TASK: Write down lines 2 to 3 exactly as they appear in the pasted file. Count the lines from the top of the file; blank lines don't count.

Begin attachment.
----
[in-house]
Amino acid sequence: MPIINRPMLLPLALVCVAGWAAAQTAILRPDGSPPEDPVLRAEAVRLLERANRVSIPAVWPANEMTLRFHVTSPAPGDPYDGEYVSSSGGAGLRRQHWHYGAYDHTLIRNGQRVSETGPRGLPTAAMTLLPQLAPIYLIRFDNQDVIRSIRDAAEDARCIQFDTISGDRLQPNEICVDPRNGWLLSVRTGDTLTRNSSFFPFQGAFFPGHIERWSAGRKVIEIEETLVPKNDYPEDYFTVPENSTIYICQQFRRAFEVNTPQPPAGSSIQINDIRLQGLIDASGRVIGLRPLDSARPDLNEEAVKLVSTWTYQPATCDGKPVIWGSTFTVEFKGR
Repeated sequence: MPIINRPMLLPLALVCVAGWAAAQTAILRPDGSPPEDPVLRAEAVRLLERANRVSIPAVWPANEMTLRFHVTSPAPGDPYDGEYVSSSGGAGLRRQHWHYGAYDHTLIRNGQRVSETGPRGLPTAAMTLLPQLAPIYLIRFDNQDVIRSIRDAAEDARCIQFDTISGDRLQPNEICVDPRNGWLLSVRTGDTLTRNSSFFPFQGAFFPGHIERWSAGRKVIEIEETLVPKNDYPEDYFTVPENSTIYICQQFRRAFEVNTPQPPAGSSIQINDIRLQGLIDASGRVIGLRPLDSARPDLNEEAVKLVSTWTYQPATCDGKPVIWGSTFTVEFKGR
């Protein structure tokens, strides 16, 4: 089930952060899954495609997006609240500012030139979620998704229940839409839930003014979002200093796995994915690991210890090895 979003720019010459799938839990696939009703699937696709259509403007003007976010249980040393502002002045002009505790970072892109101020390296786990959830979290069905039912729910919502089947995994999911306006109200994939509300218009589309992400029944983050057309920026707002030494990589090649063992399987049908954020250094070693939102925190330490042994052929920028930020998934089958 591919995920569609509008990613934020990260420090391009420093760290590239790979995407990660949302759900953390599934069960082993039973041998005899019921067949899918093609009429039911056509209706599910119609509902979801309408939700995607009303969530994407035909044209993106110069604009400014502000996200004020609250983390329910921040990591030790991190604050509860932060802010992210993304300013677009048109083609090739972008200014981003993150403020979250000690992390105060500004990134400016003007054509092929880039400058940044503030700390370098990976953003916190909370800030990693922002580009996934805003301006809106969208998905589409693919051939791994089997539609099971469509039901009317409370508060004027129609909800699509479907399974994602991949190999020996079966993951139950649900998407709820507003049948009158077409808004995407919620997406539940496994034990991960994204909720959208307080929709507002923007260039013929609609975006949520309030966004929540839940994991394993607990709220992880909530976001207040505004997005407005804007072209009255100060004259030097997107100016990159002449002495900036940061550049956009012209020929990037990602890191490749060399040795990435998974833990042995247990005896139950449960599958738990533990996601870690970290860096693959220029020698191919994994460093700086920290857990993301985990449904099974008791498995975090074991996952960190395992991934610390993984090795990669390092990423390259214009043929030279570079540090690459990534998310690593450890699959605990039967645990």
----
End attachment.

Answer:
Amino acid sequence: MPIINRPMLLPLALVCVAGWAAAQTAILRPDGSPPEDPVLRAEAVRLLERANRVSIPAVWPANEMTLRFHVTSPAPGDPYDGEYVSSSGGAGLRRQHWHYGAYDHTLIRNGQRVSETGPRGLPTAAMTLLPQLAPIYLIRFDNQDVIRSIRDAAEDARCIQFDTISGDRLQPNEICVDPRNGWLLSVRTGDTLTRNSSFFPFQGAFFPGHIERWSAGRKVIEIEETLVPKNDYPEDYFTVPENSTIYICQQFRRAFEVNTPQPPAGSSIQINDIRLQGLIDASGRVIGLRPLDSARPDLNEEAVKLVSTWTYQPATCDGKPVIWGSTFTVEFKGR
Repeated sequence: MPIINRPMLLPLALVCVAGWAAAQTAILRPDGSPPEDPVLRAEAVRLLERANRVSIPAVWPANEMTLRFHVTSPAPGDPYDGEYVSSSGGAGLRRQHWHYGAYDHTLIRNGQRVSETGPRGLPTAAMTLLPQLAPIYLIRFDNQDVIRSIRDAAEDARCIQFDTISGDRLQPNEICVDPRNGWLLSVRTGDTLTRNSSFFPFQGAFFPGHIERWSAGRKVIEIEETLVPKNDYPEDYFTVPENSTIYICQQFRRAFEVNTPQPPAGSSIQINDIRLQGLIDASGRVIGLRPLDSARPDLNEEAVKLVSTWTYQPATCDGKPVIWGSTFTVEFKGR